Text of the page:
Promo University

The History of PopSockets: How the Phone Accessories Were Invented

Kyrsten Ledger

Updated: July 23rd, 2020

You've probably seen the circular plastic accessories called PopSockets that have taken the mobile technology world by storm. Have you ever wondered how they got their start? PopSockets quickly became popular just a few years after they were invented because everyone wanted one!

Grab your cell phone, pop a squat, and get ready to learn about the history of PopSockets!

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With the explosion of the size of the mobile phone, PopSockets make it easier to carry and to use as a stand. The back of the phone is what many people see. This makes the value of the mobile real estate grand, especially since everyone is constantly on their phone.

– Jarred Syputa, Account Manager, iClick

Hour Glass

History of PopSockets Timeline

Today, 30 million people across the world own PopSockets, but how did it all start? Take a look at the brief history of PopSockets in this timeline.

  • 1973

    70s cell phone Source: nytimes.com

    The first cell phone was invented in April of 1973 by Martin Cooper. Without the invention of the first mobile phone, there would be no PopSockets!

  • 1990's

    Cell phone belt Source: nytimes.com

    In true 90's fashion, cell phone belt clips were a huge hit! This allowed quicker access to your phone without having to dig through your pockets with your keys and wallet. These accessories paved the road of success for the future of cell phone fashion like PopSockets.

  • 2009

    Otterbox Defenders Source: outlet-estore.com

    OtterBox® created their Defender series. The Defender series came with a clip-on accessory that allowed you to clip it to your belt, attach it to your purse, or convert it to a kickstand. Just like PopSockets you could use the kickstand to watch videos without having to hold your phone.

  • 2009

    Bobino Source: i.pinimg.com

    A company called Bobino started manufacturing Cord Wraps for headphones. This sparked a trend of similar gadgets that store headphones safely without the risk of tangling. These devices were similar to the first concept of PopSockets.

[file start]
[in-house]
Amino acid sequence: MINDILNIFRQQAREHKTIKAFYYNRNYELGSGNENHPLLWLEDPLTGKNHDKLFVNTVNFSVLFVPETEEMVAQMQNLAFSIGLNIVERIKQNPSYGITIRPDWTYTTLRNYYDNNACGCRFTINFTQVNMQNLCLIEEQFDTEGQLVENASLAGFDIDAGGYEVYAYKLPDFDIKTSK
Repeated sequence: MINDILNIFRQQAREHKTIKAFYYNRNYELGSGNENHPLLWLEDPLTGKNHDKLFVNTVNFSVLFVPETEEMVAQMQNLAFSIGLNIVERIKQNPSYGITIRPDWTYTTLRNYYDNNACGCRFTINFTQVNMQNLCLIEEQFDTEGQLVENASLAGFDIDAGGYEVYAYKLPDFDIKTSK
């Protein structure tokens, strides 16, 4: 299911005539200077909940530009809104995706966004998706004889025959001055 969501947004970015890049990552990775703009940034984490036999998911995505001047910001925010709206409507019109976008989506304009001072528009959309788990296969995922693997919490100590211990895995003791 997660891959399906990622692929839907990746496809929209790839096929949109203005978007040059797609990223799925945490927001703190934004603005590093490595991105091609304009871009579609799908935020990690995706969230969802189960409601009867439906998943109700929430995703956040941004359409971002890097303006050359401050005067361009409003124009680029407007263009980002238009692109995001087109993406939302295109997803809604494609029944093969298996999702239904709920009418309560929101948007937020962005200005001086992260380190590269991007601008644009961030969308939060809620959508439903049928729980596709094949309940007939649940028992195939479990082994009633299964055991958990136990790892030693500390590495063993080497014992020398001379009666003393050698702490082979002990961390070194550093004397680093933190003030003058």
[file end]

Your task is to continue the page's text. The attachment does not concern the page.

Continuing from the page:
• 2010

    David Barnett Source: thumbor.forbes.com

    Former Philosophy professor David Barnett wanted a way to store his headphones to prevent them from tangling. His solution was to glue two buttons to the back of his phone to wrap his headphones around. After listening to some family-friendly mocking about his hasty solution, he decided to come up with a more appealing design. This eventually evolved into the idea behind PopSockets.

  • 2012

    Barnett Speck Design Source: kickstarter.com

    Barnett teamed up with Speck Design for his iPhone case design and turned to Kickstarter to share his idea in hopes of receiving funds. This idea was eventually scrapped and PopSockets were designed without the case.

  • 2014

    Barnett Accordion Design Source:amazon.com

    Barnett took the accordion design, removed the case, added a sticky gel pad, and voila! PopSockets were born. You could now wrap your headphones around its pocketed design or position it to act as a kickstand on your phone.

  • 2015

    Barnett T-Mobile Source: s3-media1.fl.yelpcdn.com

    Barnett signed his first major retail deal with T-Mobile! This put his brand right in the middle of the action and allowed T-Mobile to sell PopSockets as part of buying a new smartphone.

  • Summer 2016

    Barnett Jenna Marbles Design Source: pbs.twimg.com

    Barnett made custom PopSockets for YouTube personality Jenna Marbles. He printed images of her dog's faces on them, and she promoted the brand on one of her YouTube videos that had over 1.9 million views. This helped PopSockets stand out in the public eye.